The Pella Food Garden Cooperative is a vegetable production farm operated by five female members ranging in age from 25 to 55 (one of whom is classified as youth and one who is physically disabled). All of the cooperative members are heads of and sole contributors to their households. Prior to 2017, the co-op struggled to farm its drought-ravaged land but could not generate enough income to utilize all their land or buy inputs.
The distressed community of Pella, Northern Cape faces more than its fair share of challenges. Chief among them are high unemployment and crime rates and a high vulnerability to climate change, which has turned what was once an oasis into a desert.
The Pella Food Garden Cooperative is a vegetable production farm operated by five female members ranging in age from 25 to 55 (one of whom is classified as youth and one who is physically disabled). All of the cooperative members are heads of and sole contributors to their households. Prior to 2017, the co-op struggled to farm its drought-ravaged land but could not generate enough income to utilize all their land or buy inputs. All the members had to rely on government assistance to make ends meet.
In early 2017, Old Mutual partnered with INMED South Africa on a one-year project to help the Pella Food Garden adapt their farming enterprise to the realities of climate change through INMED’s Adaptive Agriculture Programme (AAP). The AAP is an effective approach to the interrelated issues of poverty, food security, climate change and economic development, which prepares smallholders farmers to adopt to climate change while conserving natural resources and increasing access to economic and technical assets. It is particularly designed to help reshape the future of vulnerable and disabled farmers.
The project falls under the strategic CSI focus area of Enterprise Development within the Old Mutual Foundation, which provides financial and non-financial support to develop small, medium, and micro-enterprises (SMMES) in the agriculture, manufacturing and commercial sectors. Funding is aimed at supporting SMMEs to build sustainable businesses that foster job creation. The funding mandate strives to benefit a broad group of beneficiaries, in rural, peri-urban and township communities to equip them to participate in the mainstream economy of South Africa.
Old Mutual has invested R1.28 million in the Pella project to date to implement adaptive agriculture techniques, such as shade netting and drip irrigation, in the group’s existing traditional vegetable farming enterprise. The funding has also been used to install a commercial-sized aquaponics system (a symbiotic combination of fish farming and hydroponics), as well as provide working capital and business development support. Beneficiaries of this project include not only the co-op members, but also their employees and local community members.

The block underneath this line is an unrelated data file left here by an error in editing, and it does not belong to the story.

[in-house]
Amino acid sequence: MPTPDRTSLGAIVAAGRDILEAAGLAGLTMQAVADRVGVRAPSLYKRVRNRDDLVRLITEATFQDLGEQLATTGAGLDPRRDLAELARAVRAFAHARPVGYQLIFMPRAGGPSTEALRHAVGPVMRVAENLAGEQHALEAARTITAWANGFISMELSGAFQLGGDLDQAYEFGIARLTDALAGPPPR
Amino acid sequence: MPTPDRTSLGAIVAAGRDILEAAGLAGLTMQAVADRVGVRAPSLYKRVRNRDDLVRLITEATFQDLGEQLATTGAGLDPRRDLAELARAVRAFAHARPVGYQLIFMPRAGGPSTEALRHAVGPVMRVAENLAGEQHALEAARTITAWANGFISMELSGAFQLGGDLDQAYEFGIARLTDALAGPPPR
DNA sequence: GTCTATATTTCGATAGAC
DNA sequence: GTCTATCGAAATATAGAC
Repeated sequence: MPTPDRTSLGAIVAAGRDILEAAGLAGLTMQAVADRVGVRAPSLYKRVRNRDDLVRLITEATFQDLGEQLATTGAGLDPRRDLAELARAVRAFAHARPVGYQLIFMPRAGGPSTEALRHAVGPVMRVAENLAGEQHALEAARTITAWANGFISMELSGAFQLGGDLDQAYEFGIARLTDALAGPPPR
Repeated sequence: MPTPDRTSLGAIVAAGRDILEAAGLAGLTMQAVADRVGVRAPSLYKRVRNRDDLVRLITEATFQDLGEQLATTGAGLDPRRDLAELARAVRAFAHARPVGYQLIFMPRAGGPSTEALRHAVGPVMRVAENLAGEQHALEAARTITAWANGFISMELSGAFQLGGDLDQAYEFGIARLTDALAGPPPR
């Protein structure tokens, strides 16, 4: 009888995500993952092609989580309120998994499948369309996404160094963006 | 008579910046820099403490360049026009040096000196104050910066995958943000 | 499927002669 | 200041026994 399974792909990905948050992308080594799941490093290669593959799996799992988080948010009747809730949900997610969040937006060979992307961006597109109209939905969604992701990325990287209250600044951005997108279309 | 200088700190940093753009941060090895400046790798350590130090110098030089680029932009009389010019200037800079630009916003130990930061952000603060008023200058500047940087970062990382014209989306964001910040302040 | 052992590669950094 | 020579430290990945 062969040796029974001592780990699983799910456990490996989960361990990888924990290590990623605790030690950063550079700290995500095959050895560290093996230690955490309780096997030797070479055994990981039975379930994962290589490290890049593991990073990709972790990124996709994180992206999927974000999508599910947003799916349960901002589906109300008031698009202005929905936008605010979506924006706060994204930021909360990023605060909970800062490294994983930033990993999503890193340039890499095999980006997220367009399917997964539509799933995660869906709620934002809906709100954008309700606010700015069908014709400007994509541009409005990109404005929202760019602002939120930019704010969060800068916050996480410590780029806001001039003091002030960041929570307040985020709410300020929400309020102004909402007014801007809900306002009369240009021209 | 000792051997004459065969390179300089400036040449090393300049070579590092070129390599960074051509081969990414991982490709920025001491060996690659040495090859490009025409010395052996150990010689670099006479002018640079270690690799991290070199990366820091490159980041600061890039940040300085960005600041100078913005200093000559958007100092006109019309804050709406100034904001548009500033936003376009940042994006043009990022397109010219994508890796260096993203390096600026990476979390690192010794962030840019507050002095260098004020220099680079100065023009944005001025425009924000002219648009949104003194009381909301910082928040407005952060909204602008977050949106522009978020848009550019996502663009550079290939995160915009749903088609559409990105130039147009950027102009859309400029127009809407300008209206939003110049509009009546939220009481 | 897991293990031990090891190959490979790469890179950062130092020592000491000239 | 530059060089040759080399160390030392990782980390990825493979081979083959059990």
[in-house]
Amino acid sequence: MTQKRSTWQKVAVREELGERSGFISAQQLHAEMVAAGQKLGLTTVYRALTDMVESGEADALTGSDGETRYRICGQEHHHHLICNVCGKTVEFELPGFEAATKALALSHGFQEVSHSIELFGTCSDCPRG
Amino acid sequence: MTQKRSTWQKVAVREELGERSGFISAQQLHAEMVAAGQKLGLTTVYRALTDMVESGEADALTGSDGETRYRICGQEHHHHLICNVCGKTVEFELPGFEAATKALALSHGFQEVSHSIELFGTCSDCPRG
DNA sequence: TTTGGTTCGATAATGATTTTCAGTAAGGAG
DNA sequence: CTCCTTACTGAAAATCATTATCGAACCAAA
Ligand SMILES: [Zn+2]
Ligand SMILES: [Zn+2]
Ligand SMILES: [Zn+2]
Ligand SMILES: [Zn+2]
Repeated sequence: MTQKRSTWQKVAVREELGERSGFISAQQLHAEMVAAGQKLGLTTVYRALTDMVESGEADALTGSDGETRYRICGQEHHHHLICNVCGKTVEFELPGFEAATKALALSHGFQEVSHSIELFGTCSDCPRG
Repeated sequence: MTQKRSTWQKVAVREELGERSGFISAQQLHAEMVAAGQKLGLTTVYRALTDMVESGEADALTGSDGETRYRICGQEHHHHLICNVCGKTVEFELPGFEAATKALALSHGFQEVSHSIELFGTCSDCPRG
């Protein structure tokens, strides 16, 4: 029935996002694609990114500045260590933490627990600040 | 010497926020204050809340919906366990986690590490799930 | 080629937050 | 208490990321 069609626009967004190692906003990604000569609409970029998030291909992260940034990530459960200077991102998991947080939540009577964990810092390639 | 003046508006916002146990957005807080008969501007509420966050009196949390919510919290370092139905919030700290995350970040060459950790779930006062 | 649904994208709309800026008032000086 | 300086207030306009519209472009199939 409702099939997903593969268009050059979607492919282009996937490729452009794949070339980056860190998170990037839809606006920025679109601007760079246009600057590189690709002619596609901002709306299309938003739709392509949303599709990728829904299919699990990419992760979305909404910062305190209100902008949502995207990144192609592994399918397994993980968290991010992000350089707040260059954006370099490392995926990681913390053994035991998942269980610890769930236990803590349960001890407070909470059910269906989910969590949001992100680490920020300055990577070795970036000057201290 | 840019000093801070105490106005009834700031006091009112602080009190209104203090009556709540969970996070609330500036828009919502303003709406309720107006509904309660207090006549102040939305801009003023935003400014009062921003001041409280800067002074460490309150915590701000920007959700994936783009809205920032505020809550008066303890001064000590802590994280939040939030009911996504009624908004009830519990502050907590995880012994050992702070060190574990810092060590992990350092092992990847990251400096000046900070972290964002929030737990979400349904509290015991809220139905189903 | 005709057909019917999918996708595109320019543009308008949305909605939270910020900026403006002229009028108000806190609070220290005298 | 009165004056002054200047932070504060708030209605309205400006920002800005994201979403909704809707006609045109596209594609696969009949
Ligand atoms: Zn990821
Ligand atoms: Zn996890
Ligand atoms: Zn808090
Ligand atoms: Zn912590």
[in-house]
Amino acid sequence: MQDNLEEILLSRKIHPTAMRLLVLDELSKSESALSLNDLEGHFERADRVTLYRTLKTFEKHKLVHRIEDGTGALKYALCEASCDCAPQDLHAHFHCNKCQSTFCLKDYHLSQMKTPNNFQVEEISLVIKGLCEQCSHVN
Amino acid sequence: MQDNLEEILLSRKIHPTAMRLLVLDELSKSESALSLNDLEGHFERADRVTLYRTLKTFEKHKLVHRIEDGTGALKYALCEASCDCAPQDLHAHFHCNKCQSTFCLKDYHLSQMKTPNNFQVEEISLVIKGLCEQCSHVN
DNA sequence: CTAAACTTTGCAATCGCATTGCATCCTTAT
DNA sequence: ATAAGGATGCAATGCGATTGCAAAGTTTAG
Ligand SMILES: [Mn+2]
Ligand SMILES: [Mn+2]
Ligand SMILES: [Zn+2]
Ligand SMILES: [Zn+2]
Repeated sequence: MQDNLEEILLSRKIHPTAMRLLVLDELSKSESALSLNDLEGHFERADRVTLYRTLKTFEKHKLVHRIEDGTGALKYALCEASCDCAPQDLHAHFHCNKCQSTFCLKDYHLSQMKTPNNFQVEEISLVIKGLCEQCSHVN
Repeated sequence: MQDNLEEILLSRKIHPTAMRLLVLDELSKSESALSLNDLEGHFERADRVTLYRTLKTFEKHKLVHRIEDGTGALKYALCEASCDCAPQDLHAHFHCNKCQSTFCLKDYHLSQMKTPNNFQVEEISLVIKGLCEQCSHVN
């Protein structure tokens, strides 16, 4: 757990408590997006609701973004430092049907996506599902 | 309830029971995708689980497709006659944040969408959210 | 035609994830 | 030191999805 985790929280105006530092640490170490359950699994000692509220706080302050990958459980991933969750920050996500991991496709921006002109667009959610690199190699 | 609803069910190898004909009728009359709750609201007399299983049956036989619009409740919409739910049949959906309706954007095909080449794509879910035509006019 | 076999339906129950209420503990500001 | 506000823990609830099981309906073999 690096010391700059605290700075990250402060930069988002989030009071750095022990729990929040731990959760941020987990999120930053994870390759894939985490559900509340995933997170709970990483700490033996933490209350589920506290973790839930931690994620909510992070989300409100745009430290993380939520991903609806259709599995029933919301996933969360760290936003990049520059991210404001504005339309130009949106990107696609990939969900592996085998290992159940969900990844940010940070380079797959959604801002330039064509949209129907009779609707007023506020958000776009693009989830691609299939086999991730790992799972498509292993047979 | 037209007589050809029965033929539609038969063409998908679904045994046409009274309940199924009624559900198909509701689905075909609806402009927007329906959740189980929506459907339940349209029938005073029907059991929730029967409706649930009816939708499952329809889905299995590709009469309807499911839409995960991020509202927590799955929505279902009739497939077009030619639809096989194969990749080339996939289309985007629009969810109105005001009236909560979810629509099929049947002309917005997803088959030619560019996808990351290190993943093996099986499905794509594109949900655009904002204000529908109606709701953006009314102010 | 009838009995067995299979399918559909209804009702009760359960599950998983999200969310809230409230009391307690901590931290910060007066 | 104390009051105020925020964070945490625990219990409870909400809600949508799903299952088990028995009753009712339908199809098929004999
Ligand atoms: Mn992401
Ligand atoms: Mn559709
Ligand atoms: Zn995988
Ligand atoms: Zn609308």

The intention of funding the aquaponics system project was to assist the business to mature from a subsistence micro-farming enterprise into a sustainable business that will be able to provide the co-op members and employees with a sustainable living wage. In addition, the project’s purpose was to provide the local community with access to fresh vegetables, at a reasonable price, without having to travel long distances to buy them.
Since the start of the intervention in early 2017, the project has made a remarkable contribution to a range of social and economic development issues, including employment generation, poverty reduction and improvement in nutrition.
The funding of this project has created an additional four permanent jobs and at least five temporary jobs during the period of the aquaponics system construction. Besides the five registered cooperative members who now are receiving a sustainable income, three community members are now employed as casual labour in the project, and about 11 community members are also receiving training and short-term employment.
As part of their efforts towards poverty reduction, the cooperative has adopted seven child-headed households in Pella who now receive a continuous supply of fresh vegetables and fish to supplement their diet. On a regular basis, the group also makes fresh produce donations to support struggling families during funerals—an act which has received acknowledgement from the local ward councillor and mayor.
Improvement in Nutrition
Before the start of the project in 2017, INMED conducted a short baseline survey, which included an assessment of the accessibility to and consumption of fresh vegetables in the Pella community. Results of this survey showed a limited supply of vegetables in the area, as fresh vegetables were largely sourced from Cape Town and thus very expensive. The implementation of the project has now provided fresh and nutritious vegetables at affordable prices, which has resulted in many households in the community now having improved access to fresh produce and fish.